An entertaining book of facts that includes a list of the “the 20 greatest car movies” and their stars and cars
Chapman’s Car Compendium: The Essential Book of Car Facts and Trivia. By Giles Chapman. Merrell, 187 pp., $16.95.
By Janice Harayda
This book is, quite possibly, the best literary gift for a car-lover that I have come across in more than 15 years of reviewing. It is witty, intelligent, well-written, inexpensive, and handsomely illustrated. It is also full of fascinating lore, such as its list of 25 excuses supposedly written on insurance forms after accidents. (Excuse No. 6: “I didn’t think the speed limit applied after midnight.”) And it speaks to lovers of all kinds cars — Kias and Hyundais included — unlike the overpriced coffee-table tomes that seem intended mainly for people who think you haven’t lived until you’ve owned a Maybach 62.
Much of Chapman’s Car Compendium consists of anecdotes, diagrams and lists with inspired titles like “Dictators’ cars” (“Rafael Trujillo – Chrysler Crown Imperial”) and “The cars most name-dropped in rap songs” (Mercedes is No. 1). But the book also has pithy advice on subjects such as how to wash, winterize and sell your car.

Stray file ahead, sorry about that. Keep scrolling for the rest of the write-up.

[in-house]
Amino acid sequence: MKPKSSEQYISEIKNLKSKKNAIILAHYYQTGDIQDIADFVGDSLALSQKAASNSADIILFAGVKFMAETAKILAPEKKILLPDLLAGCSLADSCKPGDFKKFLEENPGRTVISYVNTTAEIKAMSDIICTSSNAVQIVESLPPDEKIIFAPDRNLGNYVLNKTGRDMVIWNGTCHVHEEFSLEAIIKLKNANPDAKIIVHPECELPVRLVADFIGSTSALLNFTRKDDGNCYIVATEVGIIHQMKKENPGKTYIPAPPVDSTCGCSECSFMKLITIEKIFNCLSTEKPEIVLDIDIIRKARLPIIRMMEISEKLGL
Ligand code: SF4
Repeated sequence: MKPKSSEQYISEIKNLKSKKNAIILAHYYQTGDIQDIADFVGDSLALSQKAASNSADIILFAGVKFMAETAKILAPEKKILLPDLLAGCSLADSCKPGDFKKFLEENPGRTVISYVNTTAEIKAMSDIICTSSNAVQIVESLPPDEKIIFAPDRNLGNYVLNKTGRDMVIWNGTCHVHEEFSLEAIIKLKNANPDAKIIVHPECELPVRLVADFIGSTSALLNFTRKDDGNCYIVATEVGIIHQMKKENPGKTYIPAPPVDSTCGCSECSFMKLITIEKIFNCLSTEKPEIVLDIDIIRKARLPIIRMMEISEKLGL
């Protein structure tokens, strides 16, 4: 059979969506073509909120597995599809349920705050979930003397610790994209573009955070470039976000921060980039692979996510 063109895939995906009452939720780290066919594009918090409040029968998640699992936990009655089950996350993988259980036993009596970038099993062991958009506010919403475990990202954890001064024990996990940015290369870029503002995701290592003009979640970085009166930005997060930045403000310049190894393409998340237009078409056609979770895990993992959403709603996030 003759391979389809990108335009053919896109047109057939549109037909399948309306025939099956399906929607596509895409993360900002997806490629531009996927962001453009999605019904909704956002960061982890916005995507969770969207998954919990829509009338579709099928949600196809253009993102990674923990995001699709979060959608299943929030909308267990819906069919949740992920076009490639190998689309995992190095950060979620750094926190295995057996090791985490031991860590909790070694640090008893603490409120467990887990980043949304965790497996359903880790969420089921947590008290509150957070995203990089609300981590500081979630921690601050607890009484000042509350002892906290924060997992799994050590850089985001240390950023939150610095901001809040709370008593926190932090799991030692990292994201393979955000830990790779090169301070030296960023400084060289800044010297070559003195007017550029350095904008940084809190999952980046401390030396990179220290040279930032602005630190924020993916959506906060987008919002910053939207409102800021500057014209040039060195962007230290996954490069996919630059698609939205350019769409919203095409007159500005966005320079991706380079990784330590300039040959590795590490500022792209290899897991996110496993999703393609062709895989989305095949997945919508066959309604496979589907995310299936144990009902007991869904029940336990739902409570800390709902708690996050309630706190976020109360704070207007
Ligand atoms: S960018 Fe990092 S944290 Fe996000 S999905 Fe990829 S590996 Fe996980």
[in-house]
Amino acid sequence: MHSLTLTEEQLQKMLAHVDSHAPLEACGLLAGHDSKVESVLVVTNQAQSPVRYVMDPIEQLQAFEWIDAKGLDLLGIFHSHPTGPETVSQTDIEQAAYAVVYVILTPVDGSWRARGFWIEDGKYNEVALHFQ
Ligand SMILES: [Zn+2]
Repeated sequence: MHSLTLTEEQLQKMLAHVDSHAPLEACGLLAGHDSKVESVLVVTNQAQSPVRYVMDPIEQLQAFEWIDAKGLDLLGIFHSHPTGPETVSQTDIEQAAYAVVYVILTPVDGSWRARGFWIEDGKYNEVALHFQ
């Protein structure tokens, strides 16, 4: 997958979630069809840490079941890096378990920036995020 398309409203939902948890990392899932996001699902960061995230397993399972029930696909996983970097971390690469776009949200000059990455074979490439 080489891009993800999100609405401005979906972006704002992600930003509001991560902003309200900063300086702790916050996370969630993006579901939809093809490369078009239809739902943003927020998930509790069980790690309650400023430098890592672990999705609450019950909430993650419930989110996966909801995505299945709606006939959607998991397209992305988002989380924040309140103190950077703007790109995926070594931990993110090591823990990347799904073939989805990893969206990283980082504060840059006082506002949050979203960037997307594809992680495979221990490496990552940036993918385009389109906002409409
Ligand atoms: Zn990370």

Giles Chapman notes that you, could, conceivably discover some of his material online. But that wouldn’t be nearly as entertaining as reading this book. Chapman begins his introduction to one list with the droll: “Scotland is noted for many things, but making cars isn’t one of them.” He mercifully doesn’t say whether there’s a connection between that fact and another: Scotland is known for making malt liquor.
Best line: The list of “The 20 greatest car movies and their stars.” Chapman lists the stars and the cars they drove in the films. (Be honest, boomers: Did you remember that Dustin Hoffman drove an Alfa Romeo Duetto Spider in The Graduate?) Some of his choices reflect tastes perhaps more British than American: Carry on Cabby makes the cut but Taxi Driver doesn’t. But other entries are above reproach: Goldfinger (Aston Martin DB5), Thelma and Louise (Ford Thunderbird), Driving Miss Daisy (Hudson Hornet).
Worst line: “20 celebrity car deaths.” Some deaths on this list involve disputed circumstances that beg for a fuller discussion. Chapman says Princess Grace died while driving her Rover 3500S. Wikipedia says it was a Rover P6. Chapman may be right, but what’s his source?
Published: October 2007 www.gileschapman.com.
About the author: Chapman is a London-based former editor of Classic & Sports Car (“the world’s best-selling classic car magazine,” or so he says) who appears frequently on BBC radio. He contributes to many well-known magazines and newspapers.
Furthermore: God bless public libraries. I might have missed this one if I hadn’t found it in the “New Books” section at mine.
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© 2008 Janice Harayda. All rights reserved.